Other titles archly explore the dope/rock/vampire youth culture of Nathan's SoCal locale. His jagged chord changes and friendly/menacing persona eerily evoke the late Kurt Cobain; like Cobain, Nathan suggests "crossover" potential, though this development is far less likely in today's ultra-reactionary above-ground rock biz. Billy Joe, he ain't. Unlike Cobain, Williams can shift gears to a plaintive, near-folkie mode that recalls Beck's early work.
Times New Viking
Dada lives on in my next link, the remotely tagged Times New Viking, so named for an imaginary font. TNV share Wavves' fascination with pop culture, in their case more focused on Indy Rock in-jokes via titles like "Devo and Wine" or the raunchy instrumental "Times New Viking vs. Yo La Tengo." A bass-less three piece (organ, guitar and drums) who met in art school in artistic Columbus, OH, TNV's extremely distorted sound has been predictably compared to Jad Fair but there is other stuff happening. Winking, sometimes puzzling, allusions to rock lore abound; two songs (from recent LP Rip It Off) "Come Together" and "Another Day" bare no resemblance to the Beatles' compositions, though "Another Day," a hippy-dippy flower kid ditty sounds like an outtake from Hair.
Even noisier than Wavves, I approached TNV like the bomb defusing expert in The Hurt Locker. "Rip It Off" outdoes John Cale's Sun Blindness Music as the loudest CD I've ever heard. Organist Beth Murphy and drummer Adam Elliott often share the ranting, infantile, unforgettable vocals while guitarman Jared Phillips crunches out fuzzpower chords a la early Teenage Fan Club. The band's knack for deceptively simple melodies is their "X factor"; "hits" like "My Head" and the earlier "Teenage Lust" recall the warmer side of the Velvets and the Raincoats.
TNV's truly edgy humor is best exemplified by a bizarre insert in their recent 45 "Move To California": a copy of a pissed-off letter to their record label requesting the band be dumped from the label roster over an "unprofessional" gig. I still can't tell if they fabricated the irate epistle.
Crystal Stilts- photo by Daniel Farinas
Next in my voyage of discovery were Crystal Stilts, whose name perhaps derives from listening to Tommy James and Bob Dylan too often. A four, sometimes, five piece outfit founded by vocalist Brad Hargetty and guitarist J.B. Townsend, The Stilts hail from Brooklyn's Bohemian hold-out neighborhood, Williamsburg. A casual listen might mistype them as yet another "retro" '60s garage bunch but they transcend that beaten path by also channeling early '80's post-punk like Public Image and Joy Division.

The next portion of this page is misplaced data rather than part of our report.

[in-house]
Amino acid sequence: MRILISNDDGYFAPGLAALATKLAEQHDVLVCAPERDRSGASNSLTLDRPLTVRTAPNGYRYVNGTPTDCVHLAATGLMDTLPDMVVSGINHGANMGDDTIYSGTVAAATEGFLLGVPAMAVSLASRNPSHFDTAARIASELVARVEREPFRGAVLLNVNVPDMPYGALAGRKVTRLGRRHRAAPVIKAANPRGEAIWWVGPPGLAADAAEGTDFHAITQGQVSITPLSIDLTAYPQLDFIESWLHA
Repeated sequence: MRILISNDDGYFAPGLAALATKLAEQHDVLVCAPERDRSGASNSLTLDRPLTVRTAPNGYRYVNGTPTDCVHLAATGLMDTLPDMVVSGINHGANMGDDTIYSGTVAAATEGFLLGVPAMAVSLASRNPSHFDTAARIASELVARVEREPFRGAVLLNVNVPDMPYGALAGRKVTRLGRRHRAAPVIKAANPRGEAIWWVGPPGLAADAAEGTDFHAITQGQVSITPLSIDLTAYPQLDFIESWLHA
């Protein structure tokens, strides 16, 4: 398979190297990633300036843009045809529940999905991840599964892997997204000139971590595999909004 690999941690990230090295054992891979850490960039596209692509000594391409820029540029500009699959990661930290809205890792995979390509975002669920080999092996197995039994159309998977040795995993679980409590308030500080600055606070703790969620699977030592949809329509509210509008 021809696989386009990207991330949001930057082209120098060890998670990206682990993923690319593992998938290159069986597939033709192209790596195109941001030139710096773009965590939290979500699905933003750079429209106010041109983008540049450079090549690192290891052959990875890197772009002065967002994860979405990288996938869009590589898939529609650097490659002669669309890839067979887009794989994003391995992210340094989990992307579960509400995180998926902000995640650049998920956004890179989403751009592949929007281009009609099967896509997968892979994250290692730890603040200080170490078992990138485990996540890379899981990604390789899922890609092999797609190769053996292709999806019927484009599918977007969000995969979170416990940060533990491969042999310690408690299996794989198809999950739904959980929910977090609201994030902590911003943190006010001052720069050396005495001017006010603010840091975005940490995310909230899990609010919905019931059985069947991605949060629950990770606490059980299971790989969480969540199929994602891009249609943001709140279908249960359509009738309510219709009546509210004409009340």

This off-kilter fusion is demonstrated on their infectious single "Love Is A Wave," which opens with a blatant bass-drums rip of the "Public Image Theme." JB employs Joy D.'s staccato rhythm guitar but he also sounds like Sterling Morrison, Dave Davies and himself. Singer Brad warbles beneath a murky reverb layer like a garage kid channeling the Lizard King. Paradoxically "Wave" emits an upbeat carefree vibe despite the dark '80's influences.
More rock than noise, the latter element consists of the below-sea-level reverb and crashing roller-rink sounds that add a modern edge. All the songs maintain the upbeat, good-timey feel, even the minor key "In The Nursery," bringing to mind acee vintage garage groups like Blues Magoos or the Electric Prunes.
Cause Co-Motion!- photo by Chuk Amok
Cause Co-Motion!, also based in Williamsburg, share Crystal Stilts' penchant of matching/mixing influences though their sources differ. Their comp CD It's Time/Singles & EPs 2005-2008 boasts fourteen stunning numbers clocking in for a total 21:09; yet each tune sounds complete, well-crafted and intricately arranged.
Cause Co-Motion!'s auteur Arno Kleni sings in a blunt style recalling Robert Forster (Go-Betweens) and thrashes out frantic rhythm guitar which lead guitarist Liam counters with piercing melodic high notes. The Mod sensibility of early Who/Kinks is obvious but C.C. are also influenced by Television as all the instruments engaged in dazzling counterpoint and harmonics. Like Crystal Stilts, they lay on the reverb with a trowel but the sound is more celestial than subterranean. Their best song "Baby Don't Do It," zooms by like a skittish kiss from Patti Boyd.
Considering the complexity of our media-saturated times, I'm obligated to end this rave with a disclaimer: there are more bands than ever out there and the lofty posture of this article will inevitably seem Quixotic to some readers. I admit I'm writing from a subjective, nostalgic and even anachronistic point of view. So in closing I'll just say: check out these sounds. I hope it makes a difference in your life.